Are you responsible for a big company's digital marketing? You might not be the CMO, however, so that whole website isn't your problem. You are only responsible for a small piece -- maybe one product line. Or a single country. Or maybe a product line within a single country. Maybe your responsibility is even narrower than that. But do you actually know which pages on the website are your problem? Often I find people aren't exactly sure.
So, why do you need to figure this out anyway? If you are the product manager for US sales of product X, isn't that good enough? I mean, you know where the home page is of your website. If you haven't spent the time to identify every blessed page that pertains to your country and your product, what's the harm? After all, you're busy with a lot of other things.
Well, think about a few points:
It might be easy to identify your site, even when you work in a big company. If you are the worldwide product manager for Crest toothpaste, you site is crest.com, even though you work in the bowels of the behemoth Procter & Gamble. But usually big company sites are a bit harder to pin down for you. I remember when I worked for IBM, it was common for me to be speaking with someone whose responsibility was software in Germany, whose site was all of the pages underneath www.ibm.com/de/software-and many had even smaller responsibilities with even more arcane URLs that defined their scope. Whatever yours is, you need to treat every page within it as yours, which starts by identifying what your site is. What exactly are you responsible for?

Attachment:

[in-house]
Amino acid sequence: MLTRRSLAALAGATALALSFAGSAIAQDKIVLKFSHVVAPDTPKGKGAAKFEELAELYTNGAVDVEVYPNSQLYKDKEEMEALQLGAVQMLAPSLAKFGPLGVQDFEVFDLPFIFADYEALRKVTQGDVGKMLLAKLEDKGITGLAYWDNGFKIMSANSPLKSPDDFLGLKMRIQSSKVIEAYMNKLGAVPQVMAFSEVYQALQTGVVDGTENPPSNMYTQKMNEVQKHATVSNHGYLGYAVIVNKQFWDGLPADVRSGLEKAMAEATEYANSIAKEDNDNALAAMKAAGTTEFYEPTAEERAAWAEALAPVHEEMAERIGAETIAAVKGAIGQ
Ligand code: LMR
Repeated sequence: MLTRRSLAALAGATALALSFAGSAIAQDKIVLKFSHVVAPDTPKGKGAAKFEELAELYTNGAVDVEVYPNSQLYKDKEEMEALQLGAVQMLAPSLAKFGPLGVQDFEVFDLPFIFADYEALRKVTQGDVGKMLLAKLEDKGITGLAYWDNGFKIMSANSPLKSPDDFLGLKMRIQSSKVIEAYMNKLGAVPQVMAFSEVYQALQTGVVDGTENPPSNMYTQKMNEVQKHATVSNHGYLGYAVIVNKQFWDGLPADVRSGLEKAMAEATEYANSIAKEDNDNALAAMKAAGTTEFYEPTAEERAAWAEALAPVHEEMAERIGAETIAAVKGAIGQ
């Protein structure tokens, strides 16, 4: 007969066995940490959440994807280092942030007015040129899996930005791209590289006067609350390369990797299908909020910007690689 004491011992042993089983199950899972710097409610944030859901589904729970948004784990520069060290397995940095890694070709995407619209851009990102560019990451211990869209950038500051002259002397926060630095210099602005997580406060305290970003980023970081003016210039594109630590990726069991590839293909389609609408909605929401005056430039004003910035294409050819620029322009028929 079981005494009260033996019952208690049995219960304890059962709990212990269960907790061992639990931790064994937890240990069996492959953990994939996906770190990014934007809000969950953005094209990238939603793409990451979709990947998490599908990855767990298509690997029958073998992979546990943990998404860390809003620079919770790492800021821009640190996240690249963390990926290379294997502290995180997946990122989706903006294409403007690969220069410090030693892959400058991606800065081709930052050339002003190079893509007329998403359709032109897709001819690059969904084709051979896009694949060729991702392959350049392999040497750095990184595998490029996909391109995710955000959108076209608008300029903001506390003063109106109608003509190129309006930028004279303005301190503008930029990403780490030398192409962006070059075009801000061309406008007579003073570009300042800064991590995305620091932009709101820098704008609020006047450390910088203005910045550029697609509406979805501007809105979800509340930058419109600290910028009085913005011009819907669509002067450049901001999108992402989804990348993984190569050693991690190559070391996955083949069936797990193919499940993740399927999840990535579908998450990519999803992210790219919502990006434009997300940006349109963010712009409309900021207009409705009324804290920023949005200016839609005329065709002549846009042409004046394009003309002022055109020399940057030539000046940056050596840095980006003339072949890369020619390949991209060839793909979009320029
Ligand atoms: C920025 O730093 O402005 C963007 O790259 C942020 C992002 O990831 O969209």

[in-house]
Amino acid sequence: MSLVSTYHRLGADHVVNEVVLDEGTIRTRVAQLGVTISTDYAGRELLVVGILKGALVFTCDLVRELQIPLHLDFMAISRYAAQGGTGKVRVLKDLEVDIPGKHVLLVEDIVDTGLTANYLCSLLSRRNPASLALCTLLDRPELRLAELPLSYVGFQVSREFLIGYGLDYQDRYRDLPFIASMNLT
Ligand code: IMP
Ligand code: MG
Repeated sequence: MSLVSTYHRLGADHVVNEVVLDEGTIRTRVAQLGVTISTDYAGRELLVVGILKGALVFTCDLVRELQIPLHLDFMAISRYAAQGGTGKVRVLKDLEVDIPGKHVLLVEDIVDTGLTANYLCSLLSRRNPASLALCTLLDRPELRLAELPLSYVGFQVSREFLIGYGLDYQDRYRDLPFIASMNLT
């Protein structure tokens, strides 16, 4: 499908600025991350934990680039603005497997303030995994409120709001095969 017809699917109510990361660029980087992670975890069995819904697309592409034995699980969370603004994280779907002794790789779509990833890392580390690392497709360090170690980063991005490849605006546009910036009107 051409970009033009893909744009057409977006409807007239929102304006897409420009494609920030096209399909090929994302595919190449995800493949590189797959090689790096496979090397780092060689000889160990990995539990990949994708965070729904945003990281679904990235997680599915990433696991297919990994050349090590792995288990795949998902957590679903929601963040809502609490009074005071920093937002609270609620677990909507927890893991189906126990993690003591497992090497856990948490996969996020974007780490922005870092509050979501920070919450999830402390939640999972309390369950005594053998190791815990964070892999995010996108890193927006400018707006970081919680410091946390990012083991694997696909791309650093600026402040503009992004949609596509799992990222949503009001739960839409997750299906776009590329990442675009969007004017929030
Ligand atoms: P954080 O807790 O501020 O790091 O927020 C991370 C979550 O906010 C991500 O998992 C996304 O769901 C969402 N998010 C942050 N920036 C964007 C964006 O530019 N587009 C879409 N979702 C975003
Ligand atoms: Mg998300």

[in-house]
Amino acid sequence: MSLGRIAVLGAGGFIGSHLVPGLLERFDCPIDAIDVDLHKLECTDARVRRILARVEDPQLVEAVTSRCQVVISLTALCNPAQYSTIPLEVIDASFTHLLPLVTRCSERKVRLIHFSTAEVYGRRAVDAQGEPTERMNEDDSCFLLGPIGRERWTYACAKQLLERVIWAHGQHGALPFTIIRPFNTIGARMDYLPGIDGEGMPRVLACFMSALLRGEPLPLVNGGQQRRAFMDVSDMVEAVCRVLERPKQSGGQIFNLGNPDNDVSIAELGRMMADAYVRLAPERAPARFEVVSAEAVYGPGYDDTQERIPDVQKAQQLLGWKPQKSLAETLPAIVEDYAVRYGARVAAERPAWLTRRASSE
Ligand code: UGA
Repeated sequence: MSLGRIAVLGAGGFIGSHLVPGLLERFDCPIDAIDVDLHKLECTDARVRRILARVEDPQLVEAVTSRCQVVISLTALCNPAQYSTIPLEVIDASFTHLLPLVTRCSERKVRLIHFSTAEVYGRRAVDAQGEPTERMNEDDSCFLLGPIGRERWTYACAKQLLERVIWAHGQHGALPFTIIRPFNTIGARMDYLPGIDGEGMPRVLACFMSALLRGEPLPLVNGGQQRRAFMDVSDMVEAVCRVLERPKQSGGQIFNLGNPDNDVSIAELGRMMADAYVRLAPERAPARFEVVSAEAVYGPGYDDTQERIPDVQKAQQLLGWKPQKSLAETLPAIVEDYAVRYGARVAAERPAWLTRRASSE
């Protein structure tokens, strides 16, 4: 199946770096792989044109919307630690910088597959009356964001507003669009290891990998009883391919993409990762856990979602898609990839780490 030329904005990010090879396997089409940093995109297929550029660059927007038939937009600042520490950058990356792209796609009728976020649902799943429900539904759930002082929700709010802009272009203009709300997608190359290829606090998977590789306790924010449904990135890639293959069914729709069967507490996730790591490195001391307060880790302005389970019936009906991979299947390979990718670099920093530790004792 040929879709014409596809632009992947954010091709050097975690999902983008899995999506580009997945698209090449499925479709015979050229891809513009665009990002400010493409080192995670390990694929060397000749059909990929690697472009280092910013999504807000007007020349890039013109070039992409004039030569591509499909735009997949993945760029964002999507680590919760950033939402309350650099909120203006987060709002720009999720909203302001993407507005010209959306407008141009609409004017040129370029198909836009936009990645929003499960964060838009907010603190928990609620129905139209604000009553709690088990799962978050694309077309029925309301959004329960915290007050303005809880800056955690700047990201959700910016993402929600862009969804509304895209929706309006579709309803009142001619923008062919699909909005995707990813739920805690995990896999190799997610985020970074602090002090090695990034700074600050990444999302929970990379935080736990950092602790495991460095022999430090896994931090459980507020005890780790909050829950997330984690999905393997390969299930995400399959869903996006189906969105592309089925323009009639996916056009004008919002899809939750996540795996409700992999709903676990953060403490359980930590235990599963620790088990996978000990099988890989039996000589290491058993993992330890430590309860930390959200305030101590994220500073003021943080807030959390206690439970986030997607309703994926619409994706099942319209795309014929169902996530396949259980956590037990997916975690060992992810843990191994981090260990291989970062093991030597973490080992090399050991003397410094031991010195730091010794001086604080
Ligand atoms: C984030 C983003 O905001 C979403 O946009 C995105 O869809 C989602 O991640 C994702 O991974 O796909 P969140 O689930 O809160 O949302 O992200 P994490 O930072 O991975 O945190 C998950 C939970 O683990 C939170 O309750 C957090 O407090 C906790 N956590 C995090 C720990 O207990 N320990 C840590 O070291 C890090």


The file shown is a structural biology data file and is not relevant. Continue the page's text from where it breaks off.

If this sounds a bit persnickety, ask yourself this: Do you have any trouble identifying which ad campaigns are yours? Which brochures? Which commercials? Which coupons? I thought so.
Don't be sloppy about your digital marketing. It's easy to be vague about your website scope in a big company. Focus your sights on your sites-just like small companies do-so that you have the focus that drives improved results.
Originally posted on Biznology
Mike is an expert in search marketing, search technology, social media, publishing, text analytics, and web metrics, who regularly makes speaking appearances.
Mike's previous appearances include Text Analytics World, Rutgers Business School, SEMRush webinar, ClickZ Live.
Mike also founded and writes for Biznology, is the co-author of Outside-In Marketing (with James Mathewson) and the best-selling Search Engine Marketing, Inc. (now in its 3rd edition, and sole author of Do It Wrong Quickly, named by the Miami Herald as one of the 11 best business books of 2007.
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